Toxicological Reviews

, Volume 22, Issue 3, pp 137–142

Abrin Poisoning

Authors

  • Kirsten J. Dickers
    • National Poisons Information Service (Birmingham Centre)City Hospital
  • Sally M. Bradberry
    • National Poisons Information Service (Birmingham Centre)City Hospital
    • West Midlands Poisons UnitCity Hospital
  • Paul Rice
    • Dstl Porton Down
  • Gareth D. Griffiths
    • Dstl Porton Down
  • J. Allister Vale
    • National Poisons Information Service (Birmingham Centre)City Hospital
    • West Midlands Poisons UnitCity Hospital
Review Article

DOI: 10.2165/00139709-200322030-00002

Cite this article as:
Dickers, K.J., Bradberry, S.M., Rice, P. et al. Toxicol Rev (2003) 22: 137. doi:10.2165/00139709-200322030-00002

Abstract

Abrin is a toxic protein obtained from the seeds of Abrus precatorius (jequirity bean), which is similar in structure and properties to ricin. Abrin is highly toxic, with an estimated human fatal dose of 0.1–1 µg/kg, and has caused death after accidental and intentional poisoning. Abrin can be extracted from jequirity beans using a relatively simple and cheap procedure. This satisfies one criterion of a potential chemical warfare agent, although the lack of large scale production of jequirity seeds means that quantity is unavailable for ready mass production of abrin for weapons. This contrasts with the huge cultivation of Ricinus seeds for castor oil production. At the cellular level, abrin inhibits protein synthesis, thereby causing cell death. Many of the features observed in abrin poisoning can be explained by abrin-induced endothelial cell damage, which causes an increase in capillary permeability with consequent fluid and protein leakage and tissue oedema (the so-called vascular leak syndrome). Most reported cases of human poisoning involve the ingestion of jequirity beans, which predominantly cause gastrointestinal toxicity. Management is symptomatic and supportive. Experimental studies have shown that vaccination with abrin toxoid may offer some protection against a subsequent abrin challenge, although such an approach is unlikely to be of benefit in a civilian population that in all probability would be unprotected.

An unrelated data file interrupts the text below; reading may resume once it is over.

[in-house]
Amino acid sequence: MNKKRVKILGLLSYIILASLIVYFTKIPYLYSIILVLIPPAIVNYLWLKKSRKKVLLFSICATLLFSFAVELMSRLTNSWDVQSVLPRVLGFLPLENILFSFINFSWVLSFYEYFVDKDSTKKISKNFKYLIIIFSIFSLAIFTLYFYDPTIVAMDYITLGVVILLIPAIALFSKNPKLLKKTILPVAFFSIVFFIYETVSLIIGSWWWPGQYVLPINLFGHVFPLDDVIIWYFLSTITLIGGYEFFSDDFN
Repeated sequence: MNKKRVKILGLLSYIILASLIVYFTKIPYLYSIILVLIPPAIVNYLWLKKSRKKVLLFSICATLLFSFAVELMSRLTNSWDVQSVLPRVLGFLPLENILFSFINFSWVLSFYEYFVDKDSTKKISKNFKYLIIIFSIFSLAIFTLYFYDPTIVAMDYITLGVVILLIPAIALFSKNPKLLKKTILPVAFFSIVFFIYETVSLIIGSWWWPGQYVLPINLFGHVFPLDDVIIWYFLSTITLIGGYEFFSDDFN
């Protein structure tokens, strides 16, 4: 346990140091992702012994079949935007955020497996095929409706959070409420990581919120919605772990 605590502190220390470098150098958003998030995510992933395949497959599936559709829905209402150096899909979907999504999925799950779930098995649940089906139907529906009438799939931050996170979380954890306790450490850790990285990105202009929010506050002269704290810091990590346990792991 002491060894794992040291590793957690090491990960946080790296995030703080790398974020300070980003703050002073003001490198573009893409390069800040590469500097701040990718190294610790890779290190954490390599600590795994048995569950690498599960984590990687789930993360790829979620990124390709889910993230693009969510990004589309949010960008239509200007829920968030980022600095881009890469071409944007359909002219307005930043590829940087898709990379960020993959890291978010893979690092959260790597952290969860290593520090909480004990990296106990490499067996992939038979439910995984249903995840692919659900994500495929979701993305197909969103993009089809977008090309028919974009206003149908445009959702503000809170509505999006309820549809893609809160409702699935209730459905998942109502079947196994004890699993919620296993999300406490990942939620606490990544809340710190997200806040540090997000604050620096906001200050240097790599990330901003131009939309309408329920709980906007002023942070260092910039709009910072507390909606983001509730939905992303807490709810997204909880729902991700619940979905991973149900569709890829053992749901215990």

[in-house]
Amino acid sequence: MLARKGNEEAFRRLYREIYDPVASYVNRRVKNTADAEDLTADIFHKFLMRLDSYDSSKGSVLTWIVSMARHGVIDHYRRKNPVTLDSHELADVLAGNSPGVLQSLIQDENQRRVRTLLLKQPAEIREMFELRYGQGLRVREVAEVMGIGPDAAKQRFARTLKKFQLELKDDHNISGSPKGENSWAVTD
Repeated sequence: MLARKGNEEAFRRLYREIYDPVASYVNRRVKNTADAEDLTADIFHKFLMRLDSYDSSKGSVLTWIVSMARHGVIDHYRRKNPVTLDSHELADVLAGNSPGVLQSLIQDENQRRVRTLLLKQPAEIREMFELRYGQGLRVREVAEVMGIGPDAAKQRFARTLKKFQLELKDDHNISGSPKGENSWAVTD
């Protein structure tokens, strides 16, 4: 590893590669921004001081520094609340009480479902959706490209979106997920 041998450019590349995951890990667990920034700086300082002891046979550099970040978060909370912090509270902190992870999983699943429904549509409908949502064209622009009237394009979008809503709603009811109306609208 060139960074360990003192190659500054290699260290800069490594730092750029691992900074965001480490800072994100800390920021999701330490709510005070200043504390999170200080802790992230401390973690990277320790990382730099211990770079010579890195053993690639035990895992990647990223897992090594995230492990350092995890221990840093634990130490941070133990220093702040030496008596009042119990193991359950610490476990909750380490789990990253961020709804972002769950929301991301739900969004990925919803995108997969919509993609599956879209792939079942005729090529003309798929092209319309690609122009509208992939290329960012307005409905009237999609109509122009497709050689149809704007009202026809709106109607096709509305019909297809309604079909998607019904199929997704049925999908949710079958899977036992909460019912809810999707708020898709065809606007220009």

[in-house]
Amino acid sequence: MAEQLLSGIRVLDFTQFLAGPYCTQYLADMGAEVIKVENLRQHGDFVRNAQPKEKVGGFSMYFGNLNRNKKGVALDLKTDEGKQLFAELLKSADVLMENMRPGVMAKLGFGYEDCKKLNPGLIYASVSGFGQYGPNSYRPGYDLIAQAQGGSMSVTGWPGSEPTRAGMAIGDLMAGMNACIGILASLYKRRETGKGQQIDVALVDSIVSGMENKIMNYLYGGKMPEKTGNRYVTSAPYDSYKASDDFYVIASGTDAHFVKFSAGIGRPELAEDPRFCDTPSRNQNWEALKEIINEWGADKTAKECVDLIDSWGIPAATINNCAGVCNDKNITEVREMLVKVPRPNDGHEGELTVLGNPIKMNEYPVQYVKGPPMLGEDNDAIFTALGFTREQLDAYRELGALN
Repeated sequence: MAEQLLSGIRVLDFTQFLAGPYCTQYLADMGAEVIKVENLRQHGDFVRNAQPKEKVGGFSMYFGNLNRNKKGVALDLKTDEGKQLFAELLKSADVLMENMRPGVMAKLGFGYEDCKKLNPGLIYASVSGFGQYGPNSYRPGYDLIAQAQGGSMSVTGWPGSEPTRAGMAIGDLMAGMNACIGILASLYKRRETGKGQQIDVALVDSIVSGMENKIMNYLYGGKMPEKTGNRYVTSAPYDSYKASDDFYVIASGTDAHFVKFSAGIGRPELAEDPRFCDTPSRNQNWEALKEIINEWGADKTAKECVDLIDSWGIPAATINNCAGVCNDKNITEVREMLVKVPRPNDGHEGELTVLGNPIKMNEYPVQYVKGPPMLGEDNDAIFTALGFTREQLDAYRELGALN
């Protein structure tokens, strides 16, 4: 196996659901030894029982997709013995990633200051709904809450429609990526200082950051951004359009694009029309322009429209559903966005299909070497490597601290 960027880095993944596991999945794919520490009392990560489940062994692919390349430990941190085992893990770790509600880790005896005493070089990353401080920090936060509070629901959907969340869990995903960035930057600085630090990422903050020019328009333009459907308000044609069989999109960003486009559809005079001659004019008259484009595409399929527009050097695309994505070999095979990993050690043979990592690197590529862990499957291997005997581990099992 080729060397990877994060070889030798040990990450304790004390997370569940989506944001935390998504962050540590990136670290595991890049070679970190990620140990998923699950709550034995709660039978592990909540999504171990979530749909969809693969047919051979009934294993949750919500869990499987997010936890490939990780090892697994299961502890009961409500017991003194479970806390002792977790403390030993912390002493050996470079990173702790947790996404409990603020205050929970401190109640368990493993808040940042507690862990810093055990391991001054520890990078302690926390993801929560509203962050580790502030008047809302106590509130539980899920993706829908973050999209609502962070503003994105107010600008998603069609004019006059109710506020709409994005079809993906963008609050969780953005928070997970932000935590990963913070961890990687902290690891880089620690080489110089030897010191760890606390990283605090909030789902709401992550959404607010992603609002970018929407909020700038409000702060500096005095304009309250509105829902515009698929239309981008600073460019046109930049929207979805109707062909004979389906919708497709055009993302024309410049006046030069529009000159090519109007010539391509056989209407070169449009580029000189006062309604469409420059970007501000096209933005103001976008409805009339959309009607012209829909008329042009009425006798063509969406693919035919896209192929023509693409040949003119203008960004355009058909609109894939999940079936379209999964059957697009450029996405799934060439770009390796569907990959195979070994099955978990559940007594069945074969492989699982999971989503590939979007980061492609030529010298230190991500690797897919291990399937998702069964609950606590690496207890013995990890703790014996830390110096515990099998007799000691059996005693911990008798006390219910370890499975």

Copyright information

© Adis Data Information BV 2003